With schools and preschools closed, and families spending more time at home to help slow the spread of the coronavirus, many caregivers will be wondering what they can do to keep their children occupied, entertained and learning. To help them, Nal’ibali – the national reading-for-enjoyment campaign – has put together a free support package with story and activity guides, audio and written stories and a virtual reading club.
Says Katie Huston, Chief Operating Officer for Nal’ibali: “These are unprecedented and challenging times for South African families – but they also present an opportunity. Children who grow up with a strong culture of reading in the home are better set up for success in school and in life – and our new reality means families have more time to create new habits, like reading aloud every evening before bed. Routine and predictable activities can give children a lot of comfort in difficult times – and a wonderful way to bond! Other activities, like independent reading, writing and drawing, are great ways to keep kids occupied and make sure their education continues while they are out of school.”
The package is available to members of the public and includes:
-A new story three times a week via email or SMS
-A short and detailed guide on helping children to read and write at home
-A reading-for-enjoyment holiday programme guide packed full of ideas and tips
-Details on the campaign’s virtual reading club
Nal’ibali’s website, www.nalibali.org, offers a vast library of additional resources, including more than 800 stories, songs and rhymes, and storytelling ideas – available in all 11 South African languages. Says Huston: “We’ve selected the resources for our holiday pack to help families get reading as quickly as possible, but we have a huge library to explore once people get started.”
In addition, families are encouraged to take part in Nal’ibali’s 21-day reading challenge specifically designed to help proactively embed a daily reading practice into family life. The challenge invites parents and caregivers to read for 15 minutes or more every day, and those that successfully complete a week will stand a chance to win books and book hampers. Those that complete the full 21 days could win a mini library. A fun progress chart will be available for download from Monday, 30 April from Nal'ibali’s website where members of the public can also pledge their participation.
And, for the many South African families with limited internet access, Nal’ibali recommends tuning in to SABC radio stations to listen to its stories in any of the 11 official languages, three times a week. Apart from simply being entertaining, Nal'ibali’s audio stories expose children to rich language, broaden their worlds and develop critical thinking, imagination and empathy – especially if parents listen too, and find time to discuss the story afterwards.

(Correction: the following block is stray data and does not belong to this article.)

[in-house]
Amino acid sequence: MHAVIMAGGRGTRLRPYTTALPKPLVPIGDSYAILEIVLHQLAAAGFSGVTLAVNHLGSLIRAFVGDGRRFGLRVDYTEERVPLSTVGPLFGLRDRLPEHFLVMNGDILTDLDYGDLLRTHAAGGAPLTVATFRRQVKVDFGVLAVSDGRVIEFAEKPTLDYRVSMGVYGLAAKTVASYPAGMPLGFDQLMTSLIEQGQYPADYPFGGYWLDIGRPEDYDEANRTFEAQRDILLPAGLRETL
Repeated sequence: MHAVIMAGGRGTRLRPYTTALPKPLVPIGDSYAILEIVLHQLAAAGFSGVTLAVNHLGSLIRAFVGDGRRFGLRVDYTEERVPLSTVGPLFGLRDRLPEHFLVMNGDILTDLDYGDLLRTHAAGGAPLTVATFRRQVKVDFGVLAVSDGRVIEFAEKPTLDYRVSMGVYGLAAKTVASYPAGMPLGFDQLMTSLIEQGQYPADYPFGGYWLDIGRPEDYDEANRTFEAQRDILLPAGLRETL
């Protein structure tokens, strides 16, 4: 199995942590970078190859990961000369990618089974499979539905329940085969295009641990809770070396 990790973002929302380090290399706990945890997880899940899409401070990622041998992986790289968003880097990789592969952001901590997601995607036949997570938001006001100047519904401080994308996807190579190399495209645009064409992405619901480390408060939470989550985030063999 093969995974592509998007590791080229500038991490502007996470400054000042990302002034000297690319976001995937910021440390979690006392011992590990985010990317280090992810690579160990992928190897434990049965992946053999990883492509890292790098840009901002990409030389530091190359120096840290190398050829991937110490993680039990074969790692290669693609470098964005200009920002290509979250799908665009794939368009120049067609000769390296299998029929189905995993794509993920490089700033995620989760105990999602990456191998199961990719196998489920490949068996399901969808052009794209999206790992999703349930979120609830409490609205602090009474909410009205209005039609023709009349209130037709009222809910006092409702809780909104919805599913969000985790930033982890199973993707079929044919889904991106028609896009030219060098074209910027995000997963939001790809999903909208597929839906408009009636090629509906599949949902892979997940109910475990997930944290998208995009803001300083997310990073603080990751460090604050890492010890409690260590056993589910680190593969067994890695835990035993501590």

However, Nal’ibali recognises that South African children, the majority of whom have limited mobile data, marginal access to online resources and few or no books at home, will be hit much harder than children in Europe or the USA. As such, the Nal’ibali campaign is also supporting the DG Murray Trust’s call to mobile network operators to urgently zero-rate the services of public benefit organisations that provide digital content for early learning and education.
“There is a significant opportunity in this crisis to not only get families reading together, but to extend free connectivity to those who need it most. If business and government take bold steps, the coronavirus could push us to rapidly narrow the digital divide in South Africa which will have lasting benefits to children and families,” concludes Huston.
In the meantime, she suggests that those with access to online resources share what they can with those who do not, and use Nal’ibali’s literacy-at-home guides to help establish a regular – and fun! – routine of reading and storytelling in the home.
To access the individuals element of the the holiday package, or to sign up to be a FUNda Leader (part of Nal'ibali’s network of literacy activists), visit the Nal’ibali website at www.nalibali.org. Or, to listen to children’s stories on air, tune in to the below SABC radio stations.
Nal’ibali radio programming:
· Ukhozi FM (isiZulu) Wednesday: 9.20 am., Saturday: 8.50 am.
· Umhlobo Wenene FM (isiXhosa): Monday, Tuesday and Wednesday: 09.30 am.
· SA fm (English): Monday, Wednesday and Friday from 1.50 pm.
· RSG (Afrikaans): Monday, Tuesday and Wednesday from 9.10 am.
· Munghana Lonene FM: (Xitsonga) Monday, Wednesday and Friday: 09.35 am
· Ligwalagwala FM: (SiSwati) Monday, Tuesday and Wednesday: 09.10 am.
· Ikwekwezi FM (Ndebele): Monday, Wednesday and Friday: 09.45 am.
· Thobela FM: (87.6-92.1 FM) (Sepedi) Tuesday, Thursday: 2.50 pm, Saturday: 09.20 am, Sunday: 7.50 am
· Lesedi FM (Sesotho): Monday, Tuesday and Thursday: 9.45 am.
· Phalaphala FM (Tshivenda): Monday, Tuesday and Wednesday: 11.15 am.
· Motsweding FM (Setswana): Monday, Wednesday and Friday: 09.20 to 9.30 am.
For more information about the Nal’ibali campaign, or to access children’s stories in a range of SA languages, visit www.nalibali.mobi or find them on Facebook and Twitter: @nalibaliSA.